11. It is alleged in the Counterclaim that all the trade marks were invalidly registered on the ground they consist exclusively of signs which may serve in trade to designate characteristics of the goods within the meaning of s.3(1)(c) of the 1994 Act, namely that they are low calorie products which will assist a person to slim. Alternatively, for the same reason, the trade marks are devoid of distinctive character within the meaning of s.3(1)(b) of the 1994 Act.

  12. The defendants further counterclaim that with the exception of the 317 Mark the claimants’ trade marks stand to be revoked for non-use pursuant to s.46(1)(b) of the 1994 Act.

  13. The Defence and Counterclaim filed out of time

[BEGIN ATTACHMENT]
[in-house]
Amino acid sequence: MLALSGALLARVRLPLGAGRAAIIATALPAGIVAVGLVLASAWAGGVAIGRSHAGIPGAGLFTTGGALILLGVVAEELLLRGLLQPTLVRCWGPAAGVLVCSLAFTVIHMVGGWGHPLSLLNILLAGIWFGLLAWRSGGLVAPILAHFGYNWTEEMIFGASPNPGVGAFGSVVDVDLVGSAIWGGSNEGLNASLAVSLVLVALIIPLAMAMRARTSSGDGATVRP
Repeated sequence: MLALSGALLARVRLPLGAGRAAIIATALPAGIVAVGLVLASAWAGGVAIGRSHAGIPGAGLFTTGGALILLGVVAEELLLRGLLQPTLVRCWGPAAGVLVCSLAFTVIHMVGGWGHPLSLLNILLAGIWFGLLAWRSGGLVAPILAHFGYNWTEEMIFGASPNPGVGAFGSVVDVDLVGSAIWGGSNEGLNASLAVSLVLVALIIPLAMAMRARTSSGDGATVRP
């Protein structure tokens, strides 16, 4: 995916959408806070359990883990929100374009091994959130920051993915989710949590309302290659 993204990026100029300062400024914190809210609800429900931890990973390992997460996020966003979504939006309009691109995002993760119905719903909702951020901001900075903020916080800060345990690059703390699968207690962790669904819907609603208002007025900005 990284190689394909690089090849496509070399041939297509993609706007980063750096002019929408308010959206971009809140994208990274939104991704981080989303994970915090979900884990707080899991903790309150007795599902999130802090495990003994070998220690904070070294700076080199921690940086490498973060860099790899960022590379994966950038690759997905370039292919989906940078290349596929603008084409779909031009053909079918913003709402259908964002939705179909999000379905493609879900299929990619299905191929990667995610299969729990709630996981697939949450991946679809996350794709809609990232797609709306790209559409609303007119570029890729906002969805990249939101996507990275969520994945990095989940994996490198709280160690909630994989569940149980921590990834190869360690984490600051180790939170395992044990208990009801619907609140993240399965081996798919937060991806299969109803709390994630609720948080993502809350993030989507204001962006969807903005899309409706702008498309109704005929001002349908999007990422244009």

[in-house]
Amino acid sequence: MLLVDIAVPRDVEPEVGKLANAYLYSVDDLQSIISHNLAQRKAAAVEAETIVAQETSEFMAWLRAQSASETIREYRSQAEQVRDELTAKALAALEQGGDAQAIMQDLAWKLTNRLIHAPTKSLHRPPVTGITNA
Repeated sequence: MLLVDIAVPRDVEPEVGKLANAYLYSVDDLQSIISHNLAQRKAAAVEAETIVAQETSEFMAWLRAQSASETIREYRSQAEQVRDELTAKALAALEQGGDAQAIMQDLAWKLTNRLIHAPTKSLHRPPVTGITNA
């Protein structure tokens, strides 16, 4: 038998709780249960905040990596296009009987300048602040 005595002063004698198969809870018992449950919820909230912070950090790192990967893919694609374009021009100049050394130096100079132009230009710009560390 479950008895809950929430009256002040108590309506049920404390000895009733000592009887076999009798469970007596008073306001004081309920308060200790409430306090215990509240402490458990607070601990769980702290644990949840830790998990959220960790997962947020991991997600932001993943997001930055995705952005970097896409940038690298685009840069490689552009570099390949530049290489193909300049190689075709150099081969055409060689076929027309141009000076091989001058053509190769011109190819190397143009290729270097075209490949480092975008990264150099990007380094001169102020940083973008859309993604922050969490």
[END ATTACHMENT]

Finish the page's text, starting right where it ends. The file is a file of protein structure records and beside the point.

14. The first reason advanced by the claimants for summary judgment is that the Defence was filed out of time. It was filed with the Counterclaim eight or possibly ten days late on 19 August 2021.

  15. That is not a ground for summary judgment listed under CPR 24.2. I take the list to be exhaustive. The remedy available to a claimant where a Defence is not filed by the time it is due, either according to the rules or an order of the court, is provided by CPR 15.3: the claimant may apply for judgment in default. The claimants did not so apply. If they had applied for judgment in default instead of summary judgment on the date of the Application Notice, the application in default would have been dismissed, see CPR 12.3(1). The claim would have moved forward on the cases advanced in the pleadings filed. The claimants cannot circumvent CPR 12.3(1) by framing their application as an application for summary judgment.